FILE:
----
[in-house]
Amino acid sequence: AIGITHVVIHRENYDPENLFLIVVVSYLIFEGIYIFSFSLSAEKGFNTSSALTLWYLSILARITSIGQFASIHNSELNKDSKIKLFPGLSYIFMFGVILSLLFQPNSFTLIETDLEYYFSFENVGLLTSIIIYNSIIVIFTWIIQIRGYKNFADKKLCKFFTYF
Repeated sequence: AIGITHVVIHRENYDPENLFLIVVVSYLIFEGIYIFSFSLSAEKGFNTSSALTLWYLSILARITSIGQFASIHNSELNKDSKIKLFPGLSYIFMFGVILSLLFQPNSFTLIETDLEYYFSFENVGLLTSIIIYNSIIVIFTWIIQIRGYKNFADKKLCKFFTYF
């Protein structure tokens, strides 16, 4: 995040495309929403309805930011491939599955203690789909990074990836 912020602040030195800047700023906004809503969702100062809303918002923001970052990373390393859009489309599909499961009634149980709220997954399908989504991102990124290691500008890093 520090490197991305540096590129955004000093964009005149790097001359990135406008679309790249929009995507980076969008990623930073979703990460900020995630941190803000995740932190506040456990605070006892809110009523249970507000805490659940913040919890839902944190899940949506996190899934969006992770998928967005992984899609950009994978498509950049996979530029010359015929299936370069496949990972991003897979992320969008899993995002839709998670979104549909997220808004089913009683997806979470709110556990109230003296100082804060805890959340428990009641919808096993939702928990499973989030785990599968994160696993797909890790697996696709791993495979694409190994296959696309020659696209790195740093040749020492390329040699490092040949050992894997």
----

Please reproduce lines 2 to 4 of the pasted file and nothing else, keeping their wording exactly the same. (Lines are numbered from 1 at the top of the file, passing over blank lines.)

Amino acid sequence: AIGITHVVIHRENYDPENLFLIVVVSYLIFEGIYIFSFSLSAEKGFNTSSALTLWYLSILARITSIGQFASIHNSELNKDSKIKLFPGLSYIFMFGVILSLLFQPNSFTLIETDLEYYFSFENVGLLTSIIIYNSIIVIFTWIIQIRGYKNFADKKLCKFFTYF
Repeated sequence: AIGITHVVIHRENYDPENLFLIVVVSYLIFEGIYIFSFSLSAEKGFNTSSALTLWYLSILARITSIGQFASIHNSELNKDSKIKLFPGLSYIFMFGVILSLLFQPNSFTLIETDLEYYFSFENVGLLTSIIIYNSIIVIFTWIIQIRGYKNFADKKLCKFFTYF
């Protein structure tokens, strides 16, 4: 995040495309929403309805930011491939599955203690789909990074990836 912020602040030195800047700023906004809503969702100062809303918002923001970052990373390393859009489309599909499961009634149980709220997954399908989504991102990124290691500008890093 520090490197991305540096590129955004000093964009005149790097001359990135406008679309790249929009995507980076969008990623930073979703990460900020995630941190803000995740932190506040456990605070006892809110009523249970507000805490659940913040919890839902944190899940949506996190899934969006992770998928967005992984899609950009994978498509950049996979530029010359015929299936370069496949990972991003897979992320969008899993995002839709998670979104549909997220808004089913009683997806979470709110556990109230003296100082804060805890959340428990009641919808096993939702928990499973989030785990599968994160696993797909890790697996696709791993495979694409190994296959696309020659696209790195740093040749020492390329040699490092040949050992894997």